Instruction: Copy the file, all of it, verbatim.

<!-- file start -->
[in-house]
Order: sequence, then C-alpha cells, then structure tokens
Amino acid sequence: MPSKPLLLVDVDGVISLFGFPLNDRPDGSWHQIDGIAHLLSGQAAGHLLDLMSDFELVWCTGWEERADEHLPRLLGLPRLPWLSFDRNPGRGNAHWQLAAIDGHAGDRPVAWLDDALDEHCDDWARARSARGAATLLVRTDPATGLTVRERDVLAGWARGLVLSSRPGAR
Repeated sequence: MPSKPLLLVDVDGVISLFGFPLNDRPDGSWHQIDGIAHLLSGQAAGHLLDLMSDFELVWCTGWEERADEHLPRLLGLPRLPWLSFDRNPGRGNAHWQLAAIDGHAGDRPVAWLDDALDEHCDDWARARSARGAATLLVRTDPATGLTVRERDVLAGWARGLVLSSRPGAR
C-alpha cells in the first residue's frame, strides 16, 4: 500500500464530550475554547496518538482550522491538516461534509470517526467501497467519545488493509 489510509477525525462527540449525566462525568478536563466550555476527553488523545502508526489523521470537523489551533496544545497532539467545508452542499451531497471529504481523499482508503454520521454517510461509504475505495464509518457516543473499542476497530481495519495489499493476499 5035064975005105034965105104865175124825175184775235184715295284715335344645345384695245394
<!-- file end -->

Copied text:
[in-house]
Order: sequence, then C-alpha cells, then structure tokens
Amino acid sequence: MPSKPLLLVDVDGVISLFGFPLNDRPDGSWHQIDGIAHLLSGQAAGHLLDLMSDFELVWCTGWEERADEHLPRLLGLPRLPWLSFDRNPGRGNAHWQLAAIDGHAGDRPVAWLDDALDEHCDDWARARSARGAATLLVRTDPATGLTVRERDVLAGWARGLVLSSRPGAR
Repeated sequence: MPSKPLLLVDVDGVISLFGFPLNDRPDGSWHQIDGIAHLLSGQAAGHLLDLMSDFELVWCTGWEERADEHLPRLLGLPRLPWLSFDRNPGRGNAHWQLAAIDGHAGDRPVAWLDDALDEHCDDWARARSARGAATLLVRTDPATGLTVRERDVLAGWARGLVLSSRPGAR
C-alpha cells in the first residue's frame, strides 16, 4: 500500500464530550475554547496518538482550522491538516461534509470517526467501497467519545488493509 489510509477525525462527540449525566462525568478536563466550555476527553488523545502508526489523521470537523489551533496544545497532539467545508452542499451531497471529504481523499482508503454520521454517510461509504475505495464509518457516543473499542476497530481495519495489499493476499 5035064975005105034965105104865175124825175184775235184715295284715335344645345384695245394